Five Best Tuesday Columns

Bret Stephens on Mexico's election, Ken Silverstein on sheltering dictators, Noah Feldman on Roberts's decision, David Ignatius on negotiations with Iran, and Farah Stockman on a Taiwanese rivalry.

This article is from the archive of our partner .

Bret Stephens in The Wall Street Journal on the miraculous Mexican election The ruling Mexican party lost and peacefully conceded the presidential election Sunday. "The paradox of the miraculous is that it is mainly experienced as a mundane event," Stephens writes. "Think antibiotics, smartphones, the earth's distance from the sun, or the quiet retirement ceremonies at which the Pentagon lays off those who command our armies. Mexico's election is in that category. It wasn't too long ago that nobody could have even imagined it." He recounts the turbulent politics that made this democratic transition so unlikely, and traces the progress that made it possible.

Ken Silverstein in The New York Times on sheltering dictators' money The Justice Department filed a complaint against Teodoro Obiang Nguema Mbasogo, the son of Equatorial Guinea's dictator, who for years has laundered his bribe money into the U.S. "While Washington has gotten better at shutting down terrorist financing and starving regimes like Sudan and Iran of investment, it has done little to stop sitting dictators and their families from using America to stash their assets," Silverstein writes. "Going after Mr. Obiang is especially courageous because Equatorial Guinea, sub-Saharan Africa's third-largest oil producer, is an important energy ally." He documents Obiang's crimes and excesses, including an estate in Malibu. He describes the laws that make the U.S. hospitable to these launderers and the stalled attempts at reform. "So long as those loopholes remain open, even if the Justice Department wins its case, there is nothing to prevent future Mr. Obiangs from laundering their money in the United States," he writes.

Noah Feldman in Bloomberg View on Roberts's unconservative decision Feldman says suggestions that Chief Justice Roberts's decision created a new conservative reading of the law result from "news cycle revisionism." "The reason ... is that in the real world, as opposed to the realm of legal theory, there is no meaningful difference between action and inaction. In the future, Congress can simply phrase Commerce Clause commands in the affirmative." A similar loophole makes the Court's other restriction on the federal government's ability to restrict Medicaid funding surmountable. "The upshot is that nothing terribly conservative happened in the ACA case. The chief justice's gestures toward conservatism were just that -- symbolic gestures to soften the blow."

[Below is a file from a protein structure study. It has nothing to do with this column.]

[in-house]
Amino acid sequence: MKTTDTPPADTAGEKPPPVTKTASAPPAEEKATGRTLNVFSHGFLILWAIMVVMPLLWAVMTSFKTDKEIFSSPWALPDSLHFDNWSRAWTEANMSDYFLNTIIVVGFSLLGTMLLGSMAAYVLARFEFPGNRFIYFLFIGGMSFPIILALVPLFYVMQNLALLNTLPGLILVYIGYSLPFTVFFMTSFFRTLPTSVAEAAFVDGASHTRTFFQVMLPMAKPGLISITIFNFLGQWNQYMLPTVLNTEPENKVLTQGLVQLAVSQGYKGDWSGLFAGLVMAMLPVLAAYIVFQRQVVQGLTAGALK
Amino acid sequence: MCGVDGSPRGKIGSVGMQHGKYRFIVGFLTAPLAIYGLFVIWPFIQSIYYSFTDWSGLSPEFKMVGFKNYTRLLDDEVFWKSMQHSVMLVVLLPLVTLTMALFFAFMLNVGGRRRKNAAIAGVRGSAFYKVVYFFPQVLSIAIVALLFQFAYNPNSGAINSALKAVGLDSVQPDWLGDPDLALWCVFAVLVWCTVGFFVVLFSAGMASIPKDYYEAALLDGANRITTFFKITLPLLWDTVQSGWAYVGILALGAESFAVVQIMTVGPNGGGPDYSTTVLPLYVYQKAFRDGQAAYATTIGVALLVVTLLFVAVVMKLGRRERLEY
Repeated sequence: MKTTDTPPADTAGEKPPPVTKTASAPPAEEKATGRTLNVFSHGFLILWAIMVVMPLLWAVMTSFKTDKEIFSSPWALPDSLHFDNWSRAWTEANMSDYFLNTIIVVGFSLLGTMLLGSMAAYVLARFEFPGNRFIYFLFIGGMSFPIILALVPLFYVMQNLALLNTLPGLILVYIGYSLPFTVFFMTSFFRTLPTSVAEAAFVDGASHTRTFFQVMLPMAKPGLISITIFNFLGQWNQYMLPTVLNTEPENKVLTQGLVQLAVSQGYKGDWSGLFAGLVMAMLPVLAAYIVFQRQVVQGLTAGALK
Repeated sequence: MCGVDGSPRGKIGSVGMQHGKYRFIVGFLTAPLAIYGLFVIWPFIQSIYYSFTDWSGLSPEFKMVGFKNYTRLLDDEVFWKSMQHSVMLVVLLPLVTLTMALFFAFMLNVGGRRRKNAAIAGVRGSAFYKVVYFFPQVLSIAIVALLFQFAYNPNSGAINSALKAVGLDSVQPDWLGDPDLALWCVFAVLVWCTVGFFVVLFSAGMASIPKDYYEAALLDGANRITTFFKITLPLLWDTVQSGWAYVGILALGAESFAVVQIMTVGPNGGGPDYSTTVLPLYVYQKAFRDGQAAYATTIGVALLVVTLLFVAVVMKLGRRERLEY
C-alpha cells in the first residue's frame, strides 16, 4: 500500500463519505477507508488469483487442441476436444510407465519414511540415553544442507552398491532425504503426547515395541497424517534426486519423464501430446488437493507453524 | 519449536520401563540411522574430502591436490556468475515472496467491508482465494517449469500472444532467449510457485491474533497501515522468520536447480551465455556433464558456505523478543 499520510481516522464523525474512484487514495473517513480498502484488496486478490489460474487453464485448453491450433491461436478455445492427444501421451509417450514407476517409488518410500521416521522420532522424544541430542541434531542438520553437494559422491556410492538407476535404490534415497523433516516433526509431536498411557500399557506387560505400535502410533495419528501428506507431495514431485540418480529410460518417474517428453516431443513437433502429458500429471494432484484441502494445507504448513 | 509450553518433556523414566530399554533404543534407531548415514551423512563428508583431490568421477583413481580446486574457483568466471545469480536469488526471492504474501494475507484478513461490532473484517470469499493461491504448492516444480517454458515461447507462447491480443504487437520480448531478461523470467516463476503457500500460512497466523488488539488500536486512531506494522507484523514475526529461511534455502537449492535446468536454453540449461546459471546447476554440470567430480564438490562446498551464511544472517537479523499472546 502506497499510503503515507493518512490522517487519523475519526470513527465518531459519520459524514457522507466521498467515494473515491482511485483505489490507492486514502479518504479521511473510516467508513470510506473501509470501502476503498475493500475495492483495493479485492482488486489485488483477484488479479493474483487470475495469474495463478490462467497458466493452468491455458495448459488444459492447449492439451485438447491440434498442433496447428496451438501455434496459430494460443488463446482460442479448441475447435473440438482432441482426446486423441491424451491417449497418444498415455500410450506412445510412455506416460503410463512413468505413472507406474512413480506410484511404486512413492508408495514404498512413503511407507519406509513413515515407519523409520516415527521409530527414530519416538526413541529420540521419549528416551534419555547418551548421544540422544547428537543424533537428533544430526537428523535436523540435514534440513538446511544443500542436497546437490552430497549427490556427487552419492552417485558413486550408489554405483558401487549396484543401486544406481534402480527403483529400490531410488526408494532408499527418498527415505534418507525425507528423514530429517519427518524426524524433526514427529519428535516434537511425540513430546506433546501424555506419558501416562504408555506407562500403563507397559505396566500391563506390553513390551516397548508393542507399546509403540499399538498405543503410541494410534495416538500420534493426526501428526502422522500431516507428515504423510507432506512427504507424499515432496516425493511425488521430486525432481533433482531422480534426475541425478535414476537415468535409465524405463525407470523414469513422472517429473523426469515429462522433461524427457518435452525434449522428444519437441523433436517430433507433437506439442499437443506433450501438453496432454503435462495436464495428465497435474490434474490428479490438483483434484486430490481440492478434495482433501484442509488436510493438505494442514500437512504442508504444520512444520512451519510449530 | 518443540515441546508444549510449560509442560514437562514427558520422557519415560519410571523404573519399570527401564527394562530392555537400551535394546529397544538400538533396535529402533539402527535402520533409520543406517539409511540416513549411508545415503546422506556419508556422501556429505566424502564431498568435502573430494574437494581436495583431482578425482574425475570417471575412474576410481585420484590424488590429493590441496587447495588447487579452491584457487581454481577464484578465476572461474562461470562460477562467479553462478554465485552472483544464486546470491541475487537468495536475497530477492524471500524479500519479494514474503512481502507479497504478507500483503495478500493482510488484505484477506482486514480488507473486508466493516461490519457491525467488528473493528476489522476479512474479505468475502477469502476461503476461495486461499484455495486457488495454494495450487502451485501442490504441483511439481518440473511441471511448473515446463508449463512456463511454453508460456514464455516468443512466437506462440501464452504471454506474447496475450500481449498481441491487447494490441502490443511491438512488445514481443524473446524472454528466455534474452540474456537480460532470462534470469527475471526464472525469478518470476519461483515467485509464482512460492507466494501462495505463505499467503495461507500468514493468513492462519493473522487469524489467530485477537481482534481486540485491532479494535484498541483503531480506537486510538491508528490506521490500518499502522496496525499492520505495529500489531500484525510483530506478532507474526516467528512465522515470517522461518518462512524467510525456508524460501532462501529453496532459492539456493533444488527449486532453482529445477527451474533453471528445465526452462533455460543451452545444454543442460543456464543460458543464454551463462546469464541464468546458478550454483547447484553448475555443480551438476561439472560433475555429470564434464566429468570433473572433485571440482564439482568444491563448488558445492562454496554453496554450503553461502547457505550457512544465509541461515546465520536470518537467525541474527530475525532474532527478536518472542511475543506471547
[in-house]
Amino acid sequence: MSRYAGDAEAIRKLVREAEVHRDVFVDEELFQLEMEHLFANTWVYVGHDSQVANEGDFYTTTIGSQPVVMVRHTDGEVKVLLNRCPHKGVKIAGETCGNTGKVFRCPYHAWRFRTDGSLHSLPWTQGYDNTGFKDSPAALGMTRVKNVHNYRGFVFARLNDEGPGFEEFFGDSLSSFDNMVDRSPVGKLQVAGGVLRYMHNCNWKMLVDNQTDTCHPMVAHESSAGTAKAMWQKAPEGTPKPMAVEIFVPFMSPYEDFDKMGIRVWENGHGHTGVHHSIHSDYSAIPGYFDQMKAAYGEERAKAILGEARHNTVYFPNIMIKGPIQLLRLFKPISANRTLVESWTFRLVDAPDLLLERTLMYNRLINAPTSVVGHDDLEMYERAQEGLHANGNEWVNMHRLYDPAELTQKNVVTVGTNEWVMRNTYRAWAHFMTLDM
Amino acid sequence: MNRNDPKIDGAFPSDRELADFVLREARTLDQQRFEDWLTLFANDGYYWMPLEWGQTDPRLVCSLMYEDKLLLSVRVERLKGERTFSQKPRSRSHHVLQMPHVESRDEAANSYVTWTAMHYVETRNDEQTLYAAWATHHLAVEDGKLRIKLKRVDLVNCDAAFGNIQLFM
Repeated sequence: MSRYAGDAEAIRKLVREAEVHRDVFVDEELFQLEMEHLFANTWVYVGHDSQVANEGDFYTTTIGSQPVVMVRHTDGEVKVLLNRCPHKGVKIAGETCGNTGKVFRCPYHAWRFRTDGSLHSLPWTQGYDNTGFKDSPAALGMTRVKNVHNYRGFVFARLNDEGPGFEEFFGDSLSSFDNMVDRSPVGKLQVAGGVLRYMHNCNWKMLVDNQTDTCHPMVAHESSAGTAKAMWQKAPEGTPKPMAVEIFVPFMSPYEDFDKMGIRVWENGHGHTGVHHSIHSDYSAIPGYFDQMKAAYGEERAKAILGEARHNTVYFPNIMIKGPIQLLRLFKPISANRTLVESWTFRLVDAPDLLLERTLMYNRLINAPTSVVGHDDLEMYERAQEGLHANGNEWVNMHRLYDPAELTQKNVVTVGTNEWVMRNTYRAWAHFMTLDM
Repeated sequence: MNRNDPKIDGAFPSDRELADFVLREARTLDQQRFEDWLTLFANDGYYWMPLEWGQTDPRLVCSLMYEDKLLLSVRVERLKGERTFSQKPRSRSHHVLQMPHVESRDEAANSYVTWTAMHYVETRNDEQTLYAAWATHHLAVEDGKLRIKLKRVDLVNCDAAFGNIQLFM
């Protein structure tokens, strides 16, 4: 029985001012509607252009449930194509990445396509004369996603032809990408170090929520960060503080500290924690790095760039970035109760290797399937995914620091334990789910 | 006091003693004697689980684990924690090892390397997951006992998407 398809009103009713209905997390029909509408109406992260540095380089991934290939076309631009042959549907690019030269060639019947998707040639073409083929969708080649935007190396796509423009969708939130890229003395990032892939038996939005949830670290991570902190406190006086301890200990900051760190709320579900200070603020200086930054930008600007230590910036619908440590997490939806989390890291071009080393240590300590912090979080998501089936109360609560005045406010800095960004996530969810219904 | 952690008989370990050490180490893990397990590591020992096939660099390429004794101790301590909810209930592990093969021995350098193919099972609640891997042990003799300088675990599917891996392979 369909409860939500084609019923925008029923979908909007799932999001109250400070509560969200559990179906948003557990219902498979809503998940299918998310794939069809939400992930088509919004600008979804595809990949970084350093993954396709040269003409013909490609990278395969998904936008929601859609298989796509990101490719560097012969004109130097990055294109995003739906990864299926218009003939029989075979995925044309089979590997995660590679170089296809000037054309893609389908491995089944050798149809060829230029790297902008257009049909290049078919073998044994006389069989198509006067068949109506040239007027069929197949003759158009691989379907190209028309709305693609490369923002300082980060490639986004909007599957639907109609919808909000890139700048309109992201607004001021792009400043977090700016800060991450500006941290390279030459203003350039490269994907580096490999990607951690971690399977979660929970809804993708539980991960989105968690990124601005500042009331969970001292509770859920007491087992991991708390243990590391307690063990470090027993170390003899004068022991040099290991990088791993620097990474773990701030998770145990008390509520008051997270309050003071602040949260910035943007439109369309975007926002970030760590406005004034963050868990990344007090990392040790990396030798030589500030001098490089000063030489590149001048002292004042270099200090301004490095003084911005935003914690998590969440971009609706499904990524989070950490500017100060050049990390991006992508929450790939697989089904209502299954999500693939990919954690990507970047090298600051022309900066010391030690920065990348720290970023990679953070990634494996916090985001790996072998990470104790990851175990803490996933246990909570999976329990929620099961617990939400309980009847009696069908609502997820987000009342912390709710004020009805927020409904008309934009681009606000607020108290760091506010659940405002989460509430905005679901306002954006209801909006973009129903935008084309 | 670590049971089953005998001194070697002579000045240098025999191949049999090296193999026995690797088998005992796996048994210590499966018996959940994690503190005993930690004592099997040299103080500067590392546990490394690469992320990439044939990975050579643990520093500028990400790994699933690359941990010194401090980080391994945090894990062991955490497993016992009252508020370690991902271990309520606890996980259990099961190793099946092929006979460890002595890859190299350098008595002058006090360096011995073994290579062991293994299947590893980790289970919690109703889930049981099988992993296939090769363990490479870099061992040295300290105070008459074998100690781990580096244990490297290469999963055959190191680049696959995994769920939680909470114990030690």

David Ignatius in The Washington Post on negotiating with Iran "Examining the negotiating proposal Iran made to the 'P5 + 1' group last month, you can see areas where the two sides might eventually agree — but also a gap in current positions that's so wide the most likely outcome is that the talks will collapse after a scheduled experts' meeting this week," writes Ignatius. He summarizes a leaked presentation from Iranian negotiators, saying there's room to meet on the issue of enriching and stockpiling uranium to 20 percent. "Reading the document, it's clear why Western negotiators see an impasse. Even if the language on 20 percent enrichment could be finessed, the Iranian presentation emphatically rejects the West's additional demand to close the Fordow facility, deep under a mountain near Qom."

Farah Stockman in The Boston Globe on a Taiwanese rivalry Stockman recounts a meeting with Taiwan's former vice president and democracy advocate Annette Lu, and tells the story of her Harvard rivalry with future president Ma Ying-jeou. "I listen intently, because this is the story of how democracy came to the tiny island of Taiwan, and how it might one day take root on mainland China," Stockman writes. "But the story that led me to Lu is a different one. A juicier one, about her bitter rivalry with President Ma, which began three deacades ago, at Harvard Law School." She describes their activities at Harvard -- her growing activism and his aide to the ruling party, and their eventual reconciliation when he helped release her from prison. Today, though, Lu still protests Ma as Taiwan navigates its complex relationship with China.

This article is from the archive of our partner The Wire.